After you get through cleaning out all that tear out, glue and old shim material, that joint is gonna be pretty loose and beat up. Here is an idea, and I'm not saying this is the way to go, but why not use wood putty to fill out the tenon by using waxpaper and some of these modern wood putties? Smear wood putty on the tenon, and clamp down into the mortise with waxpaper which in effect acts as a mold for the new tenon. One could also set the neck at the same time so the joint is square and flush to the body. I've never done this, just thinking out loud.... Potential problem: The thickness of the waxpaper is going to be an issue. The glue then fills this to even void.....,,, Seems better than just gluing in filets of woods to try and shim and square up.

Just a thought.

04-05-2015, 08:29 PM
I'd glue thick shims to all surfaces and recut the joint ..But thats me.

04-06-2015, 06:48 AM
I'd glue thick shims to all surfaces and recut the joint ..But thats me.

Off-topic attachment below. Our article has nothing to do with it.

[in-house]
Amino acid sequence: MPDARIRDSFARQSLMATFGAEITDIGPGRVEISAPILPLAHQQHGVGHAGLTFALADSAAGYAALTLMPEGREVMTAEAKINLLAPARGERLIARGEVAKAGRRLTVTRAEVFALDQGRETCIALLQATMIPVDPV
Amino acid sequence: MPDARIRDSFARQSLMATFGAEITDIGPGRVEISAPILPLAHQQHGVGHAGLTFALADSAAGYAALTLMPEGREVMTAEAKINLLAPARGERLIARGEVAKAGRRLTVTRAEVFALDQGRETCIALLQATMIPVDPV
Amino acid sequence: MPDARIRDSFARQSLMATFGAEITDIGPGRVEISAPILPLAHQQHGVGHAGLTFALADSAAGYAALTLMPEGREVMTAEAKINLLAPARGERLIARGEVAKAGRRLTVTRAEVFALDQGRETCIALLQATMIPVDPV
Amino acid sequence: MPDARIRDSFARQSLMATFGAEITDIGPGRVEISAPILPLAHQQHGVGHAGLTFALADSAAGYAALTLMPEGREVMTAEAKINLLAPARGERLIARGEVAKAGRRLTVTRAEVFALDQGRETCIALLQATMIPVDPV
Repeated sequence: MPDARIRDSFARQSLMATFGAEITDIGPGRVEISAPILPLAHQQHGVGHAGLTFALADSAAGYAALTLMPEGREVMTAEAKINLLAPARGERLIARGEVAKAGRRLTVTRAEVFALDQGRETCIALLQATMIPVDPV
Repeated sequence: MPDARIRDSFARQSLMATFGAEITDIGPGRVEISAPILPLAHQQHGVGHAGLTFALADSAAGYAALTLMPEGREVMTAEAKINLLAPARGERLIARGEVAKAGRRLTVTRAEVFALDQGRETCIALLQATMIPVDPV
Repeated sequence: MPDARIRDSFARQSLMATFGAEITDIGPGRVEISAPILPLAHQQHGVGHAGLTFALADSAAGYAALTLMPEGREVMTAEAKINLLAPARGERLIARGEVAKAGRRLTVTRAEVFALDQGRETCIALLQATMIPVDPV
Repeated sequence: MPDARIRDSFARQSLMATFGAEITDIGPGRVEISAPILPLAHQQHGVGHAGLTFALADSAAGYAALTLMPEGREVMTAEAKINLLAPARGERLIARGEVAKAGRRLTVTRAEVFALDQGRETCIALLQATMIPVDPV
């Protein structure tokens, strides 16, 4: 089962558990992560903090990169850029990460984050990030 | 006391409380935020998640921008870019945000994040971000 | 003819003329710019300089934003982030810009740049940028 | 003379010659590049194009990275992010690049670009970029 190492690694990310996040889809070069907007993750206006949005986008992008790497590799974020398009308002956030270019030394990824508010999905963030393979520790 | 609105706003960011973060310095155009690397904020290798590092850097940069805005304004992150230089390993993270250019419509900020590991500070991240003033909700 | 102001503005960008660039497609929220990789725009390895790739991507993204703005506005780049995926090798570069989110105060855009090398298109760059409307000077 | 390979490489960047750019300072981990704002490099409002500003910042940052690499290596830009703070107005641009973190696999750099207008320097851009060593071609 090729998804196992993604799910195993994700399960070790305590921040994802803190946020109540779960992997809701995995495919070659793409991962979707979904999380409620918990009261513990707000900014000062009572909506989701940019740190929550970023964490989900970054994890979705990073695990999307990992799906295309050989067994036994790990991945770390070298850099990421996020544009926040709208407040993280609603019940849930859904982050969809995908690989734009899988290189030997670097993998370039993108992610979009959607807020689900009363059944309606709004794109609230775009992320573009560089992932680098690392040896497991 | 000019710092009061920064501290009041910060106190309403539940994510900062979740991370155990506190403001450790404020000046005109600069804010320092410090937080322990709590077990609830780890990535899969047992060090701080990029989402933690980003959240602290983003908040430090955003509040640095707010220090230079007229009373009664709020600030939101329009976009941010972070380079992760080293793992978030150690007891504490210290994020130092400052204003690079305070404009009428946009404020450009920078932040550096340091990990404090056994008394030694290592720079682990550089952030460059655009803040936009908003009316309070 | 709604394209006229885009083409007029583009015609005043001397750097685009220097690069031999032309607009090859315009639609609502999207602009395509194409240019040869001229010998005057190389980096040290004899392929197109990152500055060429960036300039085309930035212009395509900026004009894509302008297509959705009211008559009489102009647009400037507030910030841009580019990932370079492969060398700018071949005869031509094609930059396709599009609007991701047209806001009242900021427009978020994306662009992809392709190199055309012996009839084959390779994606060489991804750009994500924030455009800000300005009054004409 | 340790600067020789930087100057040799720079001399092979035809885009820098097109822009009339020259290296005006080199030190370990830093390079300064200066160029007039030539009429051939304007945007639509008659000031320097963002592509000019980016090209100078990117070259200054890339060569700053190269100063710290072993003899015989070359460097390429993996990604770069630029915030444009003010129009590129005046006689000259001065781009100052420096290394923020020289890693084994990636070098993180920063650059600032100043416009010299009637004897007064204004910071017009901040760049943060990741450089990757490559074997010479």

Yes, yes that is the way to go for sure. I was just thinking out loud. I would certainly experiment before I tried using woodputty on a uke I cared about. A person could make a hellava mess... But still, the idea intrigues me. Fill your joint, set neck before it cures and glue all at the same time....

04-07-2015, 08:09 PM
I like that idea. I'm planning on making a "test neck" for getting the correct fit before I do anything with the real thing.


04-07-2015, 09:17 PM
From what I remember on my early attempts at compound dovetails on ukes ....it ain't for the faint hearted.;)

04-08-2015, 04:48 AM
But, your new compound came out really nice! So precise

04-08-2015, 06:49 AM
That was down to jigs and stuff..I'm talking about hand tools and eye balling.

04-08-2015, 08:14 AM
... I'm talking about hand tools and I bawling.
It's not that bad is it?

04-08-2015, 07:24 PM
Yeah, I want to hear about this too. How did you do it?